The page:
UBS loss biggest in Swiss corporate history

ZURICH (Reuters) - UBS posted the biggest annual corporate loss in Swiss history and said it would cut a further 2,000 investment banking jobs as it looks to rebuild its damaged wealth management brand and overcome the credit crisis.

Client withdrawals at the Swiss bank’s core wealth management arm accelerated in the fourth quarter. But UBS said net new money turned positive in both wealth and asset management in January, a first positive indicator after three negative quarters.

The news that UBS was winning back some rich clients and the bank’s commitment to return to profit in 2009 helped lift shares as much as 10 percent, although trade was volatile.

“No doubt the trends in the fourth quarter were quite weak,” said Andreas Weese, an analyst at UniCredit. “But the positive net new money in January is giving the market some confidence that the worst is behind.”

UBS, the world’s biggest banker to the rich, was one of the first to be hit by subprime woes, as a disastrous expansion into investment banking forced it to write down $49 billion and shattered its reputation for Swiss solidity.

On Tuesday, it reported a bigger-than-expected 8.1 billion Swiss franc ($7 billion) net loss in the fourth quarter and an annual loss of 19.7 billion francs, the biggest ever by a Swiss company and above predictions for 18.7 billion francs.

The quarterly loss came on the back of a hefty 8.8 billion Swiss franc trading loss, as well as charges it made for selling billions in toxic assets to the Swiss National Bank when it was rescued by the state in October.

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Chief Executive Marcle Rohner told journalists that UBS was not paying a dividend on 2008 results but still aims to return to profit in 2009 after seeing some positive signs in January.

“While we leave a bad year behind us... we can nevertheless report substantial progress,” Rohner said.

“We had an encouraging start into the new year but the environment will remain difficult and volatile as the real economy has not seen the worst yet.”

Trade in UBS stock were up 10.2 percent at 1455 GMT (9:55 a.m. EST), one of the best-performing stocks in the DJ Stoxx European banking index, which was up 0.9 percent.

“UBS indicates a strong start into 2009 and a reversal of the money flows. We remain skeptical as the clean-up of the mess will take several quarters,” Dirk Becker, Kepler Capital Markets analyst, said in a note.

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Rohner said the fourth quarter had seen the “worst environment ever for investment banking” but said UBS remained committed to the business even as it continues to shed jobs.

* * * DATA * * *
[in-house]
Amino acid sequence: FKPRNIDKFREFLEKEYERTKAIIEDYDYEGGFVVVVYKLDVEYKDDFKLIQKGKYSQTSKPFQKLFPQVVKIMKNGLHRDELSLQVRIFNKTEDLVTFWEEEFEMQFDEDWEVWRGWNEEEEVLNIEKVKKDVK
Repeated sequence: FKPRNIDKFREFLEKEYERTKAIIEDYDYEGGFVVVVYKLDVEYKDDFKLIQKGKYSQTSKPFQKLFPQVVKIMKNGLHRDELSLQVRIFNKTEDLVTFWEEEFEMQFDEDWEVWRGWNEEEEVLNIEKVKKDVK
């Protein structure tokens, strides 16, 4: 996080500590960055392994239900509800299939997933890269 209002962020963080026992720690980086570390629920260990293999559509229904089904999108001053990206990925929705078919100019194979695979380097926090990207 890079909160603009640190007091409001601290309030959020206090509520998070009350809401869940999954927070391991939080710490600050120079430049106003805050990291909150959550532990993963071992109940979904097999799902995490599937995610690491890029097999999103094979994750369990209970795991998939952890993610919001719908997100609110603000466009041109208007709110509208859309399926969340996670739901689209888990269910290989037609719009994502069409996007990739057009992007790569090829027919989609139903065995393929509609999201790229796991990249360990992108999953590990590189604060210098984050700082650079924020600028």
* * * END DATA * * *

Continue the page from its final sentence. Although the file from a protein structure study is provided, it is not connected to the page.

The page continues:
UBS aims to shrink its investment bank to 15,000, bringing the bank’s total workforce to around 75,000 -- a size Rohner says would be appropriate for UBS -- by mid-2009 from 77,000 now. UBS has already announced 7,500 job cuts in the crisis.

UBS also announced structural changes to refocus the bank on its core wealth management business. It is creating two new business divisions: Wealth Management & Swiss Bank under the leadership of Franco Morra and Juerg Zeltner, and Wealth Management Americas, led by Marten Hoekstra.

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The bank suffered net new money outflows of 58.2 billion francs from its prized wealth management unit in the fourth quarter, compared with 49 billion the previous quarter.

It said it saw outflows in all regions, except the United States, where it hired nearly 400 financial advisers in the quarter. Source have told Reuters UBS is aggressively poaching advisers from rivals including Morgan Stanley, Merrill Lynch & Co and Citigroup Inc’s Smith Barney.

Outflows also continued from its global asset management business in the fourth quarter, but slowed to 27.6 billion francs from 34.4 billion the previous quarter.

UBS said the pace of client outflows slowed in both wealth and asset management from October through to December and turned slightly positive in January, but would give no figures.

Asked if an unlabelled graph in a presentation indicated wealth management inflows of about 2 to 3 billion Swiss francs in January, Rohner signaled the figure may be slightly higher.

UBS said it was working with U.S. authorities on a U.S. tax probe, but gave no details. It is accused of helping rich Americans hide untaxed money in Swiss accounts and it stopped offshore services to U.S. citizens last year.

UBS said its Tier 1 capital ratio, a key measure of a bank’s financial strength, rose to 11.5 percent at the end of 2008 from 10.8 percent at the end of the third quarter.

Separately, the Swiss National Bank said it cut the value of toxic assets eligible for transfer to a special central-bank run fund announced in October to help prop up UBS to $39.1 billion from $60 billion.

($1=1.159 Swiss Franc)

Additional reporting by Emma Thomasson, Sam Cage, Jason Rhodes, Albert Schmieder; editing by Simon Jessop and David Cowell